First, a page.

Up close, Norm really doesn't look like anything particularly special. It's just a small white box—about the size of a stack of Post-it notes—that's meant to take the place of your current HVAC thermostat. Unlike traditional models, or even other connected ones like the Nest Learning Thermostat, however, Norm doesn't show you a readout of the temperature or have any visible buttons (save for one on the bottom edge). Instead, it connects to the Wink app on your mobile device, and allows you to monitor or control the temperature from there. Rest assured, you can still adjust the temperature on the box itself—one tap will turn the temperature down, while two taps turns it up.

INSTEON Connected Home Products Available at Select Walmart Stores Near You

INSTEON, creators of the world's premier home automation and control technology, announced that its connected home products and kits are now available in more than 1,500 Walmart stores across the nation, just in time for the holiday season.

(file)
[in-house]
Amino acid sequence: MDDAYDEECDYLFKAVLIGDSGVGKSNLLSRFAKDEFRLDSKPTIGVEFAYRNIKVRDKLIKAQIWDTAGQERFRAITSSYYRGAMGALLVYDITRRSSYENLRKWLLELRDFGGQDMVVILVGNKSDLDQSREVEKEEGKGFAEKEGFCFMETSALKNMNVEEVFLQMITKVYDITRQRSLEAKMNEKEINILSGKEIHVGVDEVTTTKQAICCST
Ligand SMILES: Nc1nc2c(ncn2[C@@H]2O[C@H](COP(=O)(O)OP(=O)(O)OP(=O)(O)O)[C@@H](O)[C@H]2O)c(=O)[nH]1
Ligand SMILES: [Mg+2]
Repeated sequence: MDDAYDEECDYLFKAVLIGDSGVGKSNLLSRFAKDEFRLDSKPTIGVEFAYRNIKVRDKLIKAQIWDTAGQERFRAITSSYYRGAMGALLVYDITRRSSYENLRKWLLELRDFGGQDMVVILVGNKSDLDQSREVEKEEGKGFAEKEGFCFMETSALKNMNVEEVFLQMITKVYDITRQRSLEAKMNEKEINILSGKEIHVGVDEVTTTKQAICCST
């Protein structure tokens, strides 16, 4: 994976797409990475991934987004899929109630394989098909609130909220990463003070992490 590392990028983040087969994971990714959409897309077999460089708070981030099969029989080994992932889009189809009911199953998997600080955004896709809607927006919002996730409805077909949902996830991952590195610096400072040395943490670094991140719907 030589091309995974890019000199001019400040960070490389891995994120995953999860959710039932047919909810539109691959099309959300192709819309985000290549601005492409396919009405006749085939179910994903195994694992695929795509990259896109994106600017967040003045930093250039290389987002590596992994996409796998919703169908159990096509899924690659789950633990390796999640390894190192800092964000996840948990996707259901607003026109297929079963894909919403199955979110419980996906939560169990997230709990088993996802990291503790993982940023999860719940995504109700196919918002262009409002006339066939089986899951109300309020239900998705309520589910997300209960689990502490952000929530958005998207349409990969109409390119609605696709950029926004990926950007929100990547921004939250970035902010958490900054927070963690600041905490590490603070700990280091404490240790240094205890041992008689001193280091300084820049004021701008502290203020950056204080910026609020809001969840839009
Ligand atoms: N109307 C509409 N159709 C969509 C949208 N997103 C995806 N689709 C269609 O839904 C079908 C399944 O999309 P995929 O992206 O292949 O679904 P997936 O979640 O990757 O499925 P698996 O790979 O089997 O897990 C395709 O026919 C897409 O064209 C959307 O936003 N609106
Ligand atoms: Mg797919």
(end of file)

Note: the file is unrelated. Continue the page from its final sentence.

"Our presence in Walmart stores marks the arrival of mainstream adoption of connected home devices," said Joe Dada, CEO, INSTEON. "We are proud that INSTEON is leading the charge and are thrilled to see our products on Walmart shelves as we enter into the busiest shopping season of the year." 
 
In addition to their availability in select Walmart stores across the country, these and many more INSTEON products are available for online purchase at Walmart.com. 

Amazon just surprised everyone with a crazy speaker that talks to you

Well this one came out of nowhere: Amazon is building a speaker that's controlled with your voice. It's called Echo, and Amazon tells The Verge it will be "shipping in the coming weeks." Available on an invite-only basis to start, Echo is regularly priced at $199. But for a limited time, Amazon will offer Echo for $99 to Prime members who receive an invite. Amazon says the black, cylindrical speaker is always connected to the cloud and will provide information, music, news, weather, and more whenever you ask for it. It's the sort of thing you'd expect from Google — only it's an Amazon product.